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Mr. Jones (Blu-ray / DVD)

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Mr. Jones (2014)Starring Jon Foster, Sarah Jones, Mark Steger

Written and directed by Karl Mueller

Distributed by Anchor Bay Entertainment


Settling in to watch Mr. Jones, the first thing that got my attention was the fact that it was rated PG-13. Usually, that’s a pretty big obstacle to overcome for a horror movie. Not to say that it can’t be an effective horror offering if it’s rated PG-13, but it is certainly harder to find them than it is their R-rated brethren.

After sighing past the PG-13 disappointment, I discover Mr. Jones is a handheld camera, found footage style picture. There have been so many horror movies shot in this style over the last few years that it’s become quite tedious and repetitive. Again, not to say that a good movie can’t come from the handheld camera style, but the fact that the technique is somewhat overplayed makes it another hurdle for Mr. Jones to jump.

However, very quickly into the movie viewers will notice, especially on Blu-ray, that Mr. Jones is gorgeously shot. Filmed in a mountainous countryside, director Karl Mueller captured imagery so crisply that it appears to be nearly three-dimensional in some sections. Stunning landscape shots are intermingled with unique camera angles and clever imagery early in the film. As the action rolls on, the beauty becomes less frequent, but the sharpness of the picture cannot be overstated. It’s a skillfully shot movie.

And to its credit, Mr. Jones achieves the prime directive of horror. It creates tension. The Big T. There are certainly some scenes where you will find yourself squirming in your chair as you wonder just what is around the next corner. Much of it is Paranormal Activity-esque jump scares, but in my book tension is tension, and Mr. Jones does keep you involved early on.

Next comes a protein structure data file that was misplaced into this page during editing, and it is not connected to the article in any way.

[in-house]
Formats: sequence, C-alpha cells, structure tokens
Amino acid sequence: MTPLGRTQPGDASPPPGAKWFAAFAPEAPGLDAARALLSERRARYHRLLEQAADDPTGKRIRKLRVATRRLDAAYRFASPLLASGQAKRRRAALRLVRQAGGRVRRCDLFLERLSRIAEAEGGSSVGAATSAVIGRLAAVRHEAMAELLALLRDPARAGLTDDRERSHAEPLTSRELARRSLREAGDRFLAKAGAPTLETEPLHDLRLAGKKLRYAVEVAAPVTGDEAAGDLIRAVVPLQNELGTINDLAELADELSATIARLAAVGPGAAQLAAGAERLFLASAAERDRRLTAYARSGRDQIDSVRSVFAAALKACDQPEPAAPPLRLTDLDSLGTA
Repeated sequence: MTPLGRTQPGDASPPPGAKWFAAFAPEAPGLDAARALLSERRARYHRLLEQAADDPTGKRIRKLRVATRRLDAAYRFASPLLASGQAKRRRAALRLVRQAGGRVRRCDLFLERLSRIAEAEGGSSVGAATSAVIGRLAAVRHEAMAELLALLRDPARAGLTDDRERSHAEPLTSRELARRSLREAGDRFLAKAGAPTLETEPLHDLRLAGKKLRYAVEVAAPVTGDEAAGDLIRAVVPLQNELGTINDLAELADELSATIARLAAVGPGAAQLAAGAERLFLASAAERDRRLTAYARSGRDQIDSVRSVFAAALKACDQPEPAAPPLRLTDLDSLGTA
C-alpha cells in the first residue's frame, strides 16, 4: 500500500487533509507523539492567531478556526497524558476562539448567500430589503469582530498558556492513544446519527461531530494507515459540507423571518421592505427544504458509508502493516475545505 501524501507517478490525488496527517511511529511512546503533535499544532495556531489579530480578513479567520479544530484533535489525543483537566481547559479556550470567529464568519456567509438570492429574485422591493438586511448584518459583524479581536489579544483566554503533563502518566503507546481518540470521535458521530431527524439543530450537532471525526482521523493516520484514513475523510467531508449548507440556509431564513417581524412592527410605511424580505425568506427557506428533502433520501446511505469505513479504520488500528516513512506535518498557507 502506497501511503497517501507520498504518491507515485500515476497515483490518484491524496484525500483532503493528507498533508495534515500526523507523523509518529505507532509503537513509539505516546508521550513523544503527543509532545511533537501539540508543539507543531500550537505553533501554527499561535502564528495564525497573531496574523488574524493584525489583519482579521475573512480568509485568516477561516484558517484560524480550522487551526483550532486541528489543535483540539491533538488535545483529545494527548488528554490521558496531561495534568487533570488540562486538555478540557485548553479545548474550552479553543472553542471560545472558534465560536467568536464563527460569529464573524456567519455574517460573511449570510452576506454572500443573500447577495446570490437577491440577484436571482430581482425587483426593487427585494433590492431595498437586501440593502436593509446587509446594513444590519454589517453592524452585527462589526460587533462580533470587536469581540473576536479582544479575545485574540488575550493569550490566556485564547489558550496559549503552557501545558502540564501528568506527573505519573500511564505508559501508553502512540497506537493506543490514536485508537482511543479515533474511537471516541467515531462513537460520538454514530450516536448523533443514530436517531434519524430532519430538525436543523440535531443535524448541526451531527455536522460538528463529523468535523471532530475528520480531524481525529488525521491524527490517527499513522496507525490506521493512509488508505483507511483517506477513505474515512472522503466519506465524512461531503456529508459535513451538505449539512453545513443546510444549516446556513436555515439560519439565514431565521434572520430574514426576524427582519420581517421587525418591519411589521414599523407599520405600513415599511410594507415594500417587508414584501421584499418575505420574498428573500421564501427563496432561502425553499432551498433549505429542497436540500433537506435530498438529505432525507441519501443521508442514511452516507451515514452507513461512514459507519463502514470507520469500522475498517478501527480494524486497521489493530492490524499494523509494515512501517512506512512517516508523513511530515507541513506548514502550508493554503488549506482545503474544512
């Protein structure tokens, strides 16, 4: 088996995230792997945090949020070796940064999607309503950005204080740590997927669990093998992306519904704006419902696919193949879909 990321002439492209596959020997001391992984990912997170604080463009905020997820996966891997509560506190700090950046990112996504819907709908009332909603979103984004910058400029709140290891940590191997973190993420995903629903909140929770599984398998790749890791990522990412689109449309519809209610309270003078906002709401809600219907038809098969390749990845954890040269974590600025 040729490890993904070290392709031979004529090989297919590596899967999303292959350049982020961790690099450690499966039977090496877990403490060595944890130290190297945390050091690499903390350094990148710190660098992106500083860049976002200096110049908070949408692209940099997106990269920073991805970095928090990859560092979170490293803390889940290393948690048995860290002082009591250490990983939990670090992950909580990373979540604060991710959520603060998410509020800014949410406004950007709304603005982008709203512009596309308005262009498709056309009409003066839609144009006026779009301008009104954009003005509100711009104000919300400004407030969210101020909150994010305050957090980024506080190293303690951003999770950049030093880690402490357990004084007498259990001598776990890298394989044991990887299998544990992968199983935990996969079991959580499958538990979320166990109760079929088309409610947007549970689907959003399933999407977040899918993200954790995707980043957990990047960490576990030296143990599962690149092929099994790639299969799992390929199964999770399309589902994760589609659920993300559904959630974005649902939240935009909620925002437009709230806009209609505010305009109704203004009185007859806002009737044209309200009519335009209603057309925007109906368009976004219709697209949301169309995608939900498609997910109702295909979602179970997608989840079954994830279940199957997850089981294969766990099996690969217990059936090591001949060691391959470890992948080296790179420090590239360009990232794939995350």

This is the story of Scott and Penny. They are a young couple who find themselves living in a remote cabin for a year. Scott traded in his regular job and regular life to go live in the woods and shoot a wilderness documentary. And Penny, loving girlfriend that she is, gave up her big city life and followed her man on his epic adventure. Unfortunately, Scott realizes he misses his TV and creature comforts more than he ever would have imagined (plus he conveniently went off his mental illness meds), and the relationship begins to crumble after a few weeks in seclusion.

Soon, Scott and Penny stumble across another cabin not far from theirs. A little exploration uncovers some unique scarecrow-esque totems that Penny immediately recognizes as the work of a reclusive artist known only as “Mr. Jones.” She convinces Scott that he must change the subject of his documentary and temporarily return to New York City to interview all sorts of people connected to the artwork of Mr. Jones. The thrill of the new discovery and refocused project heal the fissures that had cracked in their relationship, and Scott and Penny attack this outing with zeal. And then all sorts of strange things begin to happen.

Director Mueller incorporated a different handheld camera technique in Mr. Jones as he gave his characters the use of a camera that would film what was in front of the cameraman as well as capture the cameraman’s face. Not sure in what capacity this would have been used if Scott had stuck with the nature documentary, but it does make for a more complete handheld camera film. At least the viewer is getting some kind of reaction to the shaky imagery in front of them, and not just the shaky imagery. Also, a section in the middle of Mr. Jones is made up of some of Scott’s documentary interview footage. This was a very clever way to give the audience a little more of Mr. Jones’ story and add some intrigue to the character. This is a similar technique to one that was used in The Silence of the Lambs, for example, when other characters talked about how evil Dr. Lecter was before we ever got a look at him.

But as beautiful and creatively shot as the first half of the movie is, Mr. Jones takes an unfortunate turn at around the halfway mark. Much of the handheld camera work becomes shakier as the characters are in situations where they need to run. And everything eventually breaks down into disjointed, dream-like, choppy scenes. Things become hard to follow and sometimes even hard to see. By the time I got to the final ten minutes, I had had enough of the ongoing trippy scenes and was absolutely ready for the end.